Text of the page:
Dr Sue Black OBE
DataFest 19, the UK’s first two-week festival of Data Innovation in Scotland which kicks-off in just 100 days, has confirmed the latest keynote speakers for its DataSummit and DataTech events.
Dr Sue Black OBE, professor of computer science and technology Evangelist at Durham University, has been confirmed as a keynote speaker for DataSummit, the two-day international conference taking place in Edinburgh from 21st March.
Sue is a digital skills expert, social entrepreneur, and experienced international speaker. She holds a computer science PhD with over 20 years technology and digital skills teaching experience.
DataTech19, a new Technical Day event for DataFest 19, has also confirmed two new keynote speakers in Debbie Bard and Mine Çetinkaya-Rundel.
Debbie is an expert in machine learning at scale and data-intensive computing for experimental science, from the National Energy Research Scientific Computing Center (NERSC).
Mine is associate professor of the practice, Duke University, and data scientist and professional educator at RStudio.
The theme for DataFest 19 will be collaboration and doing #datatogether. It is a celebration of the groups, collectives, communities, and teams who together have envisioned a path for data’s future and are taking steps to implement it.
Gillian Docherty, chief executive for The Data Lab, said: “With only 100 days to go, excitement is beginning to build ahead of what promises to be a fantastic fortnight of exciting events across the country. We’re thrilled to announce speakers of the calibre of Sue, Debbie and Mine for DataSummit and DataTech. I’m sure they’ll prove to be extremely popular and we’re thrilled to have them on board. We look forward to announcing more exciting contributors and speakers in the coming weeks and months.
“The data sector is on the rise in Scotland and the success of DataFest 18, and the interest we have received to date for DataFest 19, underlines this. By focusing on collaboration, we plan to showcase the many occasions where people have worked together to create ways to use data for good.”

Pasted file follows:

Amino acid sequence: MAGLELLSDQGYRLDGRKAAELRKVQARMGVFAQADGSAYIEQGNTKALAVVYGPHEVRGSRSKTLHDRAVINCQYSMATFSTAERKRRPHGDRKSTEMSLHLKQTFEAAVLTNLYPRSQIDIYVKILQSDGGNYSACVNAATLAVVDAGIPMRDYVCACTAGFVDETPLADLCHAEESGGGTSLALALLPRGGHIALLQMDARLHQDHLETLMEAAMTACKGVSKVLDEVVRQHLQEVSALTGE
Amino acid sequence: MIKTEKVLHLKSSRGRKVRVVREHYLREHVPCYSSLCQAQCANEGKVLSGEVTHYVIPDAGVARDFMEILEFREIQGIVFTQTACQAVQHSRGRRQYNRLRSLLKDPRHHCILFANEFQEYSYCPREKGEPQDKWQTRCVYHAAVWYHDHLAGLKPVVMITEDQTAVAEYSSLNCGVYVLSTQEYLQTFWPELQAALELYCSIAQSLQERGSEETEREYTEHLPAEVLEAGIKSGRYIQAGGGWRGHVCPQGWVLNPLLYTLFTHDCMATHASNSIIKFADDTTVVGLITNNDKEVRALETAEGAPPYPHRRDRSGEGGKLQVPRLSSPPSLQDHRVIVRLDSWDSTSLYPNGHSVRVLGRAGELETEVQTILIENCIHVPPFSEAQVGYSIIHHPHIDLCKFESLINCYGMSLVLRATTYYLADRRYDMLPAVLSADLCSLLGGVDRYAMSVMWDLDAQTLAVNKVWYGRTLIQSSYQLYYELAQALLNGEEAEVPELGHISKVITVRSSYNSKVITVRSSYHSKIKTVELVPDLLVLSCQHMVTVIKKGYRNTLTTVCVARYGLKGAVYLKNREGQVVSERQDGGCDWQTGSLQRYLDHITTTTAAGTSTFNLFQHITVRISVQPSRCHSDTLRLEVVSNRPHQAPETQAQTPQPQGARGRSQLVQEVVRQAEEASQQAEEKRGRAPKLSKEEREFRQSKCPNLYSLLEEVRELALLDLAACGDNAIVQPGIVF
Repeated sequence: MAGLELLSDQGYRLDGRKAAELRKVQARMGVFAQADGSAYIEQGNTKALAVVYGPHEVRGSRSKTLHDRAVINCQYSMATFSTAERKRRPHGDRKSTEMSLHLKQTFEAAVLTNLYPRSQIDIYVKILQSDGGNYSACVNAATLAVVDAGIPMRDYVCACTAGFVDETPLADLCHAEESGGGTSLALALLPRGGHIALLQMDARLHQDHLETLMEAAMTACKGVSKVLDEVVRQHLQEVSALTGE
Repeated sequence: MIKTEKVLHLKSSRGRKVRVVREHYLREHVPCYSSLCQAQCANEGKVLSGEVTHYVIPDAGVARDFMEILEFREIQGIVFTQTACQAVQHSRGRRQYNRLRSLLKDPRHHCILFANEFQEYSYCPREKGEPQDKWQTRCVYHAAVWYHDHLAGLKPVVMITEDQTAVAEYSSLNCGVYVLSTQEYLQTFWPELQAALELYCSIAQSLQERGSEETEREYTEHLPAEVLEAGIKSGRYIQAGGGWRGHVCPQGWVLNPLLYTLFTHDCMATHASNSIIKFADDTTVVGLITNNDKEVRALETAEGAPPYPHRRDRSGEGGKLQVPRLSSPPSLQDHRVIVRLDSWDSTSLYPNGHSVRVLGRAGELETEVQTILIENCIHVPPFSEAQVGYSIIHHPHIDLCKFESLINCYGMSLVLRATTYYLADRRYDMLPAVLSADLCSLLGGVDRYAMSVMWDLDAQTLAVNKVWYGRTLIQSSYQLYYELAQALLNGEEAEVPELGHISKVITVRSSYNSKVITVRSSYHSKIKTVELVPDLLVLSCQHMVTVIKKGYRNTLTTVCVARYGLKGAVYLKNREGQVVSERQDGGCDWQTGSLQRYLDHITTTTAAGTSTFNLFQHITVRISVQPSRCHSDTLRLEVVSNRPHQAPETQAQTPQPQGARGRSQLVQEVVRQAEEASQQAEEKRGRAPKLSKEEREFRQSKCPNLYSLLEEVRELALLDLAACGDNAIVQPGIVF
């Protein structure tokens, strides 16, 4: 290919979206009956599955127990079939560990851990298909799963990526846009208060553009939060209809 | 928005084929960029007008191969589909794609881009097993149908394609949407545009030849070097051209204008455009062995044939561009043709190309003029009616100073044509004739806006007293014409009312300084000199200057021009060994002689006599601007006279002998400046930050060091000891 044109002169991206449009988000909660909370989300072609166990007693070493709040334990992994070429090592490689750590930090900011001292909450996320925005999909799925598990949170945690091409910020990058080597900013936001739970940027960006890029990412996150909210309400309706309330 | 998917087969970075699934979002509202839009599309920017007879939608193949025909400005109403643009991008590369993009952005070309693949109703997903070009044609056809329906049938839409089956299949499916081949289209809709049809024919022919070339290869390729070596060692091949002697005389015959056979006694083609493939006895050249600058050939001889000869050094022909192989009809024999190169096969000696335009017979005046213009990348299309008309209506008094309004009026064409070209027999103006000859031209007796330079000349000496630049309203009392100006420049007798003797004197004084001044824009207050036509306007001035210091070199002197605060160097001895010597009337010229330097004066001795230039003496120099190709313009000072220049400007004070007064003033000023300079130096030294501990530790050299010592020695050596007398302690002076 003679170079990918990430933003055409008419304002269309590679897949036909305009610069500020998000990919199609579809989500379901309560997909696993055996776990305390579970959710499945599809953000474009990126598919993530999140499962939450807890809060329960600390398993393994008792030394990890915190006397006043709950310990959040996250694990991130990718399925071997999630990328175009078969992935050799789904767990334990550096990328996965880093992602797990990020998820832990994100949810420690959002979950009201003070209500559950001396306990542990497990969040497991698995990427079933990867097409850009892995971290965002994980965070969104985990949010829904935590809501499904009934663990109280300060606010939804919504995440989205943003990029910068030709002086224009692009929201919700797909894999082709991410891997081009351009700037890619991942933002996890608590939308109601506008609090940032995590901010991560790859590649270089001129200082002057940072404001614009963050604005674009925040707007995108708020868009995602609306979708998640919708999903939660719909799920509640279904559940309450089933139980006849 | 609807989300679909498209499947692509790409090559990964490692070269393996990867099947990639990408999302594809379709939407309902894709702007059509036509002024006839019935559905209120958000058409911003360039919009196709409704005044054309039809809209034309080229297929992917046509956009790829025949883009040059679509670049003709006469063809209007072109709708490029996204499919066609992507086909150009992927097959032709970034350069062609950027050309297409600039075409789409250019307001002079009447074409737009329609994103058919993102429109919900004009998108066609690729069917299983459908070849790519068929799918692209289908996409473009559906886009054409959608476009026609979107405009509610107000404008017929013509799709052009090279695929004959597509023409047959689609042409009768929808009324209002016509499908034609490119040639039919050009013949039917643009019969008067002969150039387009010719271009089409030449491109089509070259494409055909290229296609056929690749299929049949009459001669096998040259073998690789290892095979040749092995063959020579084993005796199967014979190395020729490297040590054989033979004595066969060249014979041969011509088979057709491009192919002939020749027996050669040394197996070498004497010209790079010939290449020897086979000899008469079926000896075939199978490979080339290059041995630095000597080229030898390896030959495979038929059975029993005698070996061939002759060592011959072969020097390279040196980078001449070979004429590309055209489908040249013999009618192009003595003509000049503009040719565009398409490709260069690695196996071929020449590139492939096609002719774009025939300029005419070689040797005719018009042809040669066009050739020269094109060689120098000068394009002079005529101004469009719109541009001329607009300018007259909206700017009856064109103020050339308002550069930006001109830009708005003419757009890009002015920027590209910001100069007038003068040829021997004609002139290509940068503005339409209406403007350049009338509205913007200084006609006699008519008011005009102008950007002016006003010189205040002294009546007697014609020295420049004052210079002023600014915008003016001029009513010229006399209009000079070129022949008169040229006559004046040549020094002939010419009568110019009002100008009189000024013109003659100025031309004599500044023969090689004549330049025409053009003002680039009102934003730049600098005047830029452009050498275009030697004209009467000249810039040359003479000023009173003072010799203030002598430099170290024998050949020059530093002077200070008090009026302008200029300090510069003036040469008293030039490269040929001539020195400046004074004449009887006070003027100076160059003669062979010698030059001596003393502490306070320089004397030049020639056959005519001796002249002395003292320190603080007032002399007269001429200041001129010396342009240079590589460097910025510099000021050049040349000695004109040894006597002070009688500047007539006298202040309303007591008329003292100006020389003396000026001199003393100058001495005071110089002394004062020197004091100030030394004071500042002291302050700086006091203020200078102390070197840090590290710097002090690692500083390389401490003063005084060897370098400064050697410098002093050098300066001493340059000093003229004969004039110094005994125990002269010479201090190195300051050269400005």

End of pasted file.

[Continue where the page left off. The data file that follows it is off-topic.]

The extended DataFest 19 follows on from the success of DataFest 18, which saw in excess of 3,000 participants, and over 45 events, including hackathons, networking and inspiring workshop sessions for school pupils.
The Assembly Rooms in Edinburgh will host Data Summit, which sits at the fore of the DataFest programme which showcases compelling stories on data-driven innovation with keynotes, panels, and pitches.
The festival has been extended to two weeks for the first time to take account of the huge interest in the Data Fest Fringe Events programme around the country.
DataFest 19 will also see the return of Data Talent, the annual collider event that brings together aspiring data science and engineering students with employers from across the country.
Women in Data Science also returns. It is part of the world-wide Women in Data Science initiative by Stanford University. It brings together women data scientists and school girls to showcase what a data career looks like and inspire the female data leaders of the future.
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